We'd been on Phoenix Circle for three weeks and it was like we were the only ones living there. None of the neighbors came by, and one day when I went to all the houses, ringing doorbells, no one answered.
I wondered if they knew we wouldn't fit in as much as I knew we wouldn't. Maybe they were hiding from us.
There were twelve of them. We were number thirteen.
That was reason number three that I knew we wouldn't fit in.
Our house was the only different house on the block, and it had to sport the unluckiest number on the planet. It had to be a sign. And I didn't think it was a good sign.
Mom and Dad laughed when I told them this. They laughed even harder when I gave them my theory as to why we hadn't met anyone on the street.
"I ran into a gardener at one of the house," Dad had said. "Apparently the month of July is vacation time for Phoenix Circle."
"The whole street goes on vacation at the same time!?" I just found reason number four. My family has never been on vacation. We went on business trips, which was all work. This move was the closest we ever got to a vacation.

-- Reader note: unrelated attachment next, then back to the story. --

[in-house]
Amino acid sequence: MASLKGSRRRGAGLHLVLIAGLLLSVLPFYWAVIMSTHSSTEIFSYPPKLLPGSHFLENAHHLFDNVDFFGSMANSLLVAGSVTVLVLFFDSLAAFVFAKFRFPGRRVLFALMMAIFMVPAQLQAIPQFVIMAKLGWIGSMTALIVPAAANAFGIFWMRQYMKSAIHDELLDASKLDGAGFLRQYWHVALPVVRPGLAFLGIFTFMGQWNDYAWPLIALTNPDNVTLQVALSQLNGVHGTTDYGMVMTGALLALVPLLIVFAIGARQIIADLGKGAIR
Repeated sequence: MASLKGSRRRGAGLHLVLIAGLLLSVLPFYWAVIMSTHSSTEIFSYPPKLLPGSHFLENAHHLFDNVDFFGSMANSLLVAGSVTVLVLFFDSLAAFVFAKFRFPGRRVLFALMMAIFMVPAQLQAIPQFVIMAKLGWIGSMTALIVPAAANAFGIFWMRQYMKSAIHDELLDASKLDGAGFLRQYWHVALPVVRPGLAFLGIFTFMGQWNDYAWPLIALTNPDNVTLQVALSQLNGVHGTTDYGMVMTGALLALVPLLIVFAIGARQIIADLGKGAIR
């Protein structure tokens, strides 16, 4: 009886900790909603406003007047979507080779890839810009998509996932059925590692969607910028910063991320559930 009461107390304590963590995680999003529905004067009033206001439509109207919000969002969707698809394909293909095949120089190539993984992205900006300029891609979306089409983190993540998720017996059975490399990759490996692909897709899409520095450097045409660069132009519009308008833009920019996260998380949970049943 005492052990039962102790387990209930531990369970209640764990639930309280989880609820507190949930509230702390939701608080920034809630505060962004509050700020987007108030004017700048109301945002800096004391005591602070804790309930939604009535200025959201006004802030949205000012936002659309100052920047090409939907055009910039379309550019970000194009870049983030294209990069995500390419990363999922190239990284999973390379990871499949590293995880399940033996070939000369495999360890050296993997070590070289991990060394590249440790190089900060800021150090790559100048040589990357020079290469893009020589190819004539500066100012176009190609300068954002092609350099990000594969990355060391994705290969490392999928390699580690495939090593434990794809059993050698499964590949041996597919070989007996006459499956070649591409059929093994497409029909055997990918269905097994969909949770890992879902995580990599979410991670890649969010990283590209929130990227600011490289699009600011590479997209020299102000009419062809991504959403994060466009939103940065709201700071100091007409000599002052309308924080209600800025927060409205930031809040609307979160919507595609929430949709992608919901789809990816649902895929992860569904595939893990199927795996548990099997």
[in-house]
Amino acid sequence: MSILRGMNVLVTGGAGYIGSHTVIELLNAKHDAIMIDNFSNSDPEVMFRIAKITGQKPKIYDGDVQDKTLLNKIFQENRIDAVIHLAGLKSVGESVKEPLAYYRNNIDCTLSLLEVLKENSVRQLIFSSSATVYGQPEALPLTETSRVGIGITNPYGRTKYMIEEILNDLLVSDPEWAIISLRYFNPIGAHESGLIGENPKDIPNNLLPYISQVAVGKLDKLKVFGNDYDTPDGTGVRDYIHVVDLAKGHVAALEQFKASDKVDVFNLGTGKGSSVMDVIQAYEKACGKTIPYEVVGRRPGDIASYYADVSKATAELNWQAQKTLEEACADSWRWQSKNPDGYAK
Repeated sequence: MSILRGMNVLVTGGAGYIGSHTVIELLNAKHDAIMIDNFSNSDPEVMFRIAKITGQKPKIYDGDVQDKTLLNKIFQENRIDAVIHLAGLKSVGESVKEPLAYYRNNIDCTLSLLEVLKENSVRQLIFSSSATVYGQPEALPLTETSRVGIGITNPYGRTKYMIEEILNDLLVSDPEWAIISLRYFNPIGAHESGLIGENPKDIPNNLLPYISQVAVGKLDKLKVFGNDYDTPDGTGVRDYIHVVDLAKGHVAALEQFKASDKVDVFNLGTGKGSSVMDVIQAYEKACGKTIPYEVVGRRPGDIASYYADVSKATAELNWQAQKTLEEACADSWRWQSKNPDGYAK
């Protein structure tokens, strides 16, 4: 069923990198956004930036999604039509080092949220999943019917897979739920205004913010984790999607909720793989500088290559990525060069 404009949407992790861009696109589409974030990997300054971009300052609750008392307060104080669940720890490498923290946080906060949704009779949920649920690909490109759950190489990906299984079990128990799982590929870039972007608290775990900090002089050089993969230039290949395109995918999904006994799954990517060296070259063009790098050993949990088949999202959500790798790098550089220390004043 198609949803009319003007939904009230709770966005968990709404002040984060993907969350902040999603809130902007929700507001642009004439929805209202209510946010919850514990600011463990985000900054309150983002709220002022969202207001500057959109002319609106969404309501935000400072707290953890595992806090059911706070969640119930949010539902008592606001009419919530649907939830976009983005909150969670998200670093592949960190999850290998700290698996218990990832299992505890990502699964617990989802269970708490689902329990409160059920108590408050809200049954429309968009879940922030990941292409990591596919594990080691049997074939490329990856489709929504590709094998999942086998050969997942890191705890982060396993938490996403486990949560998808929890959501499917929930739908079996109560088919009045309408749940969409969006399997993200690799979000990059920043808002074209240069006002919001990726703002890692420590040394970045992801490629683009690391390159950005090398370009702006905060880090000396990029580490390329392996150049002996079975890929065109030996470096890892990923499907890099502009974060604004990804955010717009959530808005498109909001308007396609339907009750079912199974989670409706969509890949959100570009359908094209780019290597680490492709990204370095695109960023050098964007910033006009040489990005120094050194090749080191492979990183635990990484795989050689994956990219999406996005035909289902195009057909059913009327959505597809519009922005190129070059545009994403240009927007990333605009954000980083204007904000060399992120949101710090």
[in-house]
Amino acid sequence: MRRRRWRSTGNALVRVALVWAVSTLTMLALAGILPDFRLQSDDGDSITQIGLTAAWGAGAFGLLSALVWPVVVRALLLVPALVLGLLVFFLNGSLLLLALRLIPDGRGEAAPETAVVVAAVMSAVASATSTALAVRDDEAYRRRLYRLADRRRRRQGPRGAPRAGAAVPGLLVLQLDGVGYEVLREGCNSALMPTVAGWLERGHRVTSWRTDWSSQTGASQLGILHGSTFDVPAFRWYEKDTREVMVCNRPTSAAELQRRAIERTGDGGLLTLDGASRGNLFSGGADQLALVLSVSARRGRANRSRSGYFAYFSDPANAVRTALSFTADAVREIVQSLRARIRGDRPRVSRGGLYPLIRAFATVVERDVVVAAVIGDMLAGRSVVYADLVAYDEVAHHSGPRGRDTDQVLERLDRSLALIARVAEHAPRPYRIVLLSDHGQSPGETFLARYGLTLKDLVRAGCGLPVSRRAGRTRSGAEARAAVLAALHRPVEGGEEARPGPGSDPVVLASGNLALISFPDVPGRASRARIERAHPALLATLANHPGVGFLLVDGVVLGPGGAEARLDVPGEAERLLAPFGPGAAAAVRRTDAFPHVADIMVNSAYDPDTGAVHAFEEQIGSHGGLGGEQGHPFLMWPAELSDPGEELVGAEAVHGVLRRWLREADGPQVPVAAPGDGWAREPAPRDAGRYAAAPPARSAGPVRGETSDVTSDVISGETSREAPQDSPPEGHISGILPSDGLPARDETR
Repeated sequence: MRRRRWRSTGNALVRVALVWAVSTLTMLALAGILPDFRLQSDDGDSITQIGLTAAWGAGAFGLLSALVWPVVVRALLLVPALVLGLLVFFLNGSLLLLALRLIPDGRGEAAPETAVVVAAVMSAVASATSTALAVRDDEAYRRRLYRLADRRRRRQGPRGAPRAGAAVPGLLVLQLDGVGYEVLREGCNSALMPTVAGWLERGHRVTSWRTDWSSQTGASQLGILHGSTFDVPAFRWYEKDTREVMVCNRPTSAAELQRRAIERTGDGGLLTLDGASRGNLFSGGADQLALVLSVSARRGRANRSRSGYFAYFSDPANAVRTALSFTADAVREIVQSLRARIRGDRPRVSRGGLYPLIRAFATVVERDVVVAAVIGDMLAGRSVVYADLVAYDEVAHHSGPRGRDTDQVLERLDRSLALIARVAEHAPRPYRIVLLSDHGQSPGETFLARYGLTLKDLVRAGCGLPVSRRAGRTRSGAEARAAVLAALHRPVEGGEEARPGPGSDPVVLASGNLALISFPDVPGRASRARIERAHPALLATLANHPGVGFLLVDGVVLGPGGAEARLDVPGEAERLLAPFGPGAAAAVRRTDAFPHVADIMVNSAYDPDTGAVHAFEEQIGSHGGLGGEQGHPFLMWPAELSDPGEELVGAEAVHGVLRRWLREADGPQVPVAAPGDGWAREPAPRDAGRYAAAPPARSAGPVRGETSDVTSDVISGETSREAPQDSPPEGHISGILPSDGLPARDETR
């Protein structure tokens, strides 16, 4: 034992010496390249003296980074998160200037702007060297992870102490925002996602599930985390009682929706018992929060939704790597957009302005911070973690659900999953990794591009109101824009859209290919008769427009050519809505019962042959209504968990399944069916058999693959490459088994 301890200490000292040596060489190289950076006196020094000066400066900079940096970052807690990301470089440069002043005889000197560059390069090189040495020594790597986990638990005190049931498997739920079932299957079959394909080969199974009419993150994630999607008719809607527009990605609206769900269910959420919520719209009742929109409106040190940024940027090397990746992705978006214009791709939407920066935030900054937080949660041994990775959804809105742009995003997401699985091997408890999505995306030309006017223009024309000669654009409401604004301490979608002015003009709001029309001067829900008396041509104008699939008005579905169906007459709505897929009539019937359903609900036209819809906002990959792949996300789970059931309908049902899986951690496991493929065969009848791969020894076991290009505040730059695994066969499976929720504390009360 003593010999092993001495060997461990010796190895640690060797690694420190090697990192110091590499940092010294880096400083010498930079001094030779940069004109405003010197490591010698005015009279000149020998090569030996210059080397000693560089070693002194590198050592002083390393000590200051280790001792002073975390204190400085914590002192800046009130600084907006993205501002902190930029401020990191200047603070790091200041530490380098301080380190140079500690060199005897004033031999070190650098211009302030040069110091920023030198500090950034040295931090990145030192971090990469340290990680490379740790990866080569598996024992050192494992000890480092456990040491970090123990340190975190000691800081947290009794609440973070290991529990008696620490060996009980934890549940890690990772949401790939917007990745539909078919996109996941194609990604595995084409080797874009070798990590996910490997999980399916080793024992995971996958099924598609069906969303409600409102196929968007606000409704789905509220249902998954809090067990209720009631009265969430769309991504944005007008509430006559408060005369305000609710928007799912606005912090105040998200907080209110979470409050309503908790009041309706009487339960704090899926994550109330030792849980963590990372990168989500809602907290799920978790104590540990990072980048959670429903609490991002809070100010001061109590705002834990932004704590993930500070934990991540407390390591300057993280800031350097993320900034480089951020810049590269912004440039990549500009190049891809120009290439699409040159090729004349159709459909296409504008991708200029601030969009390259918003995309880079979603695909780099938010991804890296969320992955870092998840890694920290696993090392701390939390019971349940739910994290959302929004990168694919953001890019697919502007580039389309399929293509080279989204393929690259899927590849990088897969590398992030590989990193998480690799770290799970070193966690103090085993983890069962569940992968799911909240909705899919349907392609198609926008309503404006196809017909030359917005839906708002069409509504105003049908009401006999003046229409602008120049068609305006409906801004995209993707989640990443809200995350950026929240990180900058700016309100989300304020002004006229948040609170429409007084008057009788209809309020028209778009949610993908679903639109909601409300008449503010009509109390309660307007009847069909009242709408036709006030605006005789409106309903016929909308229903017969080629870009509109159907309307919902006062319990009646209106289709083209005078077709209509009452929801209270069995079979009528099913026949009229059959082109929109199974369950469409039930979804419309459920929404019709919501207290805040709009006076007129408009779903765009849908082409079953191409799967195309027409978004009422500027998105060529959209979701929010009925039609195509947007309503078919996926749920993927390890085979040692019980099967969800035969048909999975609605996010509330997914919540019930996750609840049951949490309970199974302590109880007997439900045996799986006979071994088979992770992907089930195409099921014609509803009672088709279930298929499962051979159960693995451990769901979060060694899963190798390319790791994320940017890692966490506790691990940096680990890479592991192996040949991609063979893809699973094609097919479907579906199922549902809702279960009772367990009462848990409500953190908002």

But seriously, what type of neighborhood was this? Matchbox houses with matchbox residents who went on matchbox vacations. It should have been called Matchbox Circle.
I wasn't used to use uniformity. But then again, I've spent all my life living on a ranch. The closest I had ever had to neighbors were the ranch hands and the foreman's family. The nearest town was miles and miles away.
But, I've watched moves, and read books, and taken business trips to all kinds of cities with Mom and Dad, so I knew what type of neighborhoods were out there. Why we had to move into one where I knew we wouldn't fit in was beyond me.
"Mona Lisa," Mom called, pulling me out of my thoughts. "I thought tomorrow we could head up to the school and get you enrolled."
I made a face, but nodded. I forgot that that was part of the move – I'd no longer be home schooled